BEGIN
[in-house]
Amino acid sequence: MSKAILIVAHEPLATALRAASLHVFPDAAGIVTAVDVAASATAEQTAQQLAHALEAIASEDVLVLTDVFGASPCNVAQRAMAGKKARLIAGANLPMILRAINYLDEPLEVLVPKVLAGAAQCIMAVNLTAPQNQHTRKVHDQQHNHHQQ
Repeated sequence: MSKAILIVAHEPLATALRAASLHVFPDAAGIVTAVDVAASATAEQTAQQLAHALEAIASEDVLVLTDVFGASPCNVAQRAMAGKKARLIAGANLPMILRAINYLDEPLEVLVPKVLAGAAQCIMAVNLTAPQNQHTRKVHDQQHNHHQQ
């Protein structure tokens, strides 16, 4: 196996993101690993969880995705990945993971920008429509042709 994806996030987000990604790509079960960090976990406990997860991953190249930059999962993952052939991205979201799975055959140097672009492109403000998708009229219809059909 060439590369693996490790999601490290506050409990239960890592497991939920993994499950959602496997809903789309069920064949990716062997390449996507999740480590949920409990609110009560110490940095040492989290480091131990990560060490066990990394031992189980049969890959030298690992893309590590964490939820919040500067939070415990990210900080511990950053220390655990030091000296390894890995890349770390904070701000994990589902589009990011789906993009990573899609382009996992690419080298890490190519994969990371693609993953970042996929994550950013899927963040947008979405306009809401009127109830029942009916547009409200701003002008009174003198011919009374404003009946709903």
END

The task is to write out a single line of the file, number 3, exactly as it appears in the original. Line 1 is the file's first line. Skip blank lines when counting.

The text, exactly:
Repeated sequence: MSKAILIVAHEPLATALRAASLHVFPDAAGIVTAVDVAASATAEQTAQQLAHALEAIASEDVLVLTDVFGASPCNVAQRAMAGKKARLIAGANLPMILRAINYLDEPLEVLVPKVLAGAAQCIMAVNLTAPQNQHTRKVHDQQHNHHQQ